Scientists have recorded thousands of 'ice quakes' in Antarctica at night, a phenomenon that may help track glacier melting and explain the breaking of large ice shelves.
The seismic phenomenon was recorded by a team from the University of Chicago, which placed seismometres for 60 days during the melt season at two locations, one dry and the other slushier near seasonal meltwater lakes on the McMurdo Ice Shelf.
The wetter location was alive with seismic activity at night, explained possibly by pools of partially melted ice expanding and freezing at night, according to the report in the journal Annals of Glaciology.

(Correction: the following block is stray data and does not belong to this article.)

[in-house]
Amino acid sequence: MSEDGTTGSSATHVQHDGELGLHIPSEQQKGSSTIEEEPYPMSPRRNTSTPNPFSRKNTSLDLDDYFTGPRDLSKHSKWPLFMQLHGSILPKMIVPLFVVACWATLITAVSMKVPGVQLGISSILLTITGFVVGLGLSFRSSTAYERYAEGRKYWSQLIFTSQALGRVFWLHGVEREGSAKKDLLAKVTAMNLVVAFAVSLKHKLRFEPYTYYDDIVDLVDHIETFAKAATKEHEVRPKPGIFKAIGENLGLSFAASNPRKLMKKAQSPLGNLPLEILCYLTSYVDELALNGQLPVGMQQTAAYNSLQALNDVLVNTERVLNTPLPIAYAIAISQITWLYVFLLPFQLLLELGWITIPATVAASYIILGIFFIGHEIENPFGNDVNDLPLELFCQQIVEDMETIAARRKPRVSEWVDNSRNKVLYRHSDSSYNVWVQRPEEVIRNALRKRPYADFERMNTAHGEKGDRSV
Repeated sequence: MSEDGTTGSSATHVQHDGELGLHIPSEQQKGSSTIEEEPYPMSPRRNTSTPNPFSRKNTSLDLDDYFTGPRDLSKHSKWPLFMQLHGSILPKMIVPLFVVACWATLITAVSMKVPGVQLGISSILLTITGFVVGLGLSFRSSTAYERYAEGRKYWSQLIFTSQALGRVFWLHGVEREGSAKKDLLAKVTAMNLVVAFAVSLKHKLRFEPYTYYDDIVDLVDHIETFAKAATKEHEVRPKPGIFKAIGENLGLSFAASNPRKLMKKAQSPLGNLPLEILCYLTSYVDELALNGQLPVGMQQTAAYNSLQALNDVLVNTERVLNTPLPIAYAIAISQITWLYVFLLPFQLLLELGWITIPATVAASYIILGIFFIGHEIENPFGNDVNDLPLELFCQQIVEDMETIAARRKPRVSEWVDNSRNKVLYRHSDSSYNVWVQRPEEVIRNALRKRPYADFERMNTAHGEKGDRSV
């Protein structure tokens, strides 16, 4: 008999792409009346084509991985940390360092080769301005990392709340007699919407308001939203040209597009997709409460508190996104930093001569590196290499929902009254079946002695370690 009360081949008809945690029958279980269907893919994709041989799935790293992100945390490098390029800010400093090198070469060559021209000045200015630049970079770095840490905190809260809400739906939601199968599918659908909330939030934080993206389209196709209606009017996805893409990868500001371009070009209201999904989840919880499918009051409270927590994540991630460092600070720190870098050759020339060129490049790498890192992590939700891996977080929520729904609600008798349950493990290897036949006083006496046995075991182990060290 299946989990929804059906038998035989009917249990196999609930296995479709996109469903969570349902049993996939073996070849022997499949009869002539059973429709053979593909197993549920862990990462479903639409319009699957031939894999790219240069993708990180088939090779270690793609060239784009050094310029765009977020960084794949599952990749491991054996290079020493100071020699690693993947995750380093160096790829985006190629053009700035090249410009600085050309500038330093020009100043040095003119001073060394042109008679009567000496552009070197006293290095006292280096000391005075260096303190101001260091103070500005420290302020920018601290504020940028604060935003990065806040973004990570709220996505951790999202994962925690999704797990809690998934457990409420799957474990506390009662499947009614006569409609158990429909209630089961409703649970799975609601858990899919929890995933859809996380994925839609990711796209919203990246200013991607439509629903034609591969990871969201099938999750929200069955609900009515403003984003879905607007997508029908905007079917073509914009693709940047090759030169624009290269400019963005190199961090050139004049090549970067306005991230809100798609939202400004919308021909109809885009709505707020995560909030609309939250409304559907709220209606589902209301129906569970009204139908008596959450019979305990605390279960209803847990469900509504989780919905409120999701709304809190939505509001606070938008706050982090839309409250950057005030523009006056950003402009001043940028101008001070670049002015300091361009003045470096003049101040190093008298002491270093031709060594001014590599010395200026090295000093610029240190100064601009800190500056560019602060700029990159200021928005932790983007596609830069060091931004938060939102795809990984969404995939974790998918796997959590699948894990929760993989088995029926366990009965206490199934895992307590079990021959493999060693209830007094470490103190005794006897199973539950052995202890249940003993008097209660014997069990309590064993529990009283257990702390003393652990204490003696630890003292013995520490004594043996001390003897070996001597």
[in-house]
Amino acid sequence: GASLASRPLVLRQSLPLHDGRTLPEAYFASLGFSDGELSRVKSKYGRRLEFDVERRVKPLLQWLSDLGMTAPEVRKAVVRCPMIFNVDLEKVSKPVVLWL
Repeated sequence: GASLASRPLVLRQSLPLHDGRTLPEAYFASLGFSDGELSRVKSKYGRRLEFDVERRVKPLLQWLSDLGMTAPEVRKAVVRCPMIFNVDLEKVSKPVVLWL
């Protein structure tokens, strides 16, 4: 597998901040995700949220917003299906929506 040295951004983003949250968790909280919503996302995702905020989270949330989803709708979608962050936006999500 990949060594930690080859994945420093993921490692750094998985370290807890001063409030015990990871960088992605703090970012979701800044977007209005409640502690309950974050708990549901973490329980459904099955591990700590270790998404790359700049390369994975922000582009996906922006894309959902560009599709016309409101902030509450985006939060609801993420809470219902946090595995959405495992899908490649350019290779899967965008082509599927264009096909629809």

"In these areas we would record tens, hundreds, up to thousands of these per night," said Douglas MacAyeal, professor of geophysical sciences at the varsity.
"In these ponds, there's often a layer of ice on top of melted water, like you see with a lake that's only frozen on top.
"As the temperature cools at night, the ice on the top contracts, and the water below expands as it undergoes freezing. This warps the top lid, until it finally breaks with a snap," MacAyeal explained.
The energy vibrates out into the surrounding, where it's picked up by seismometers. Some of the cracks re-heal, but some do not. It may explain why icebergs actually break more frequently during colder times of the year.
The team also noted "seismometres may be a practical way to remotely monitor glacier melting."
The discovery adds an important piece to our understanding of the physics and processes around melting ponds on ice shelves, especially if it can help researchers remotely keep track of Antarctic melting.
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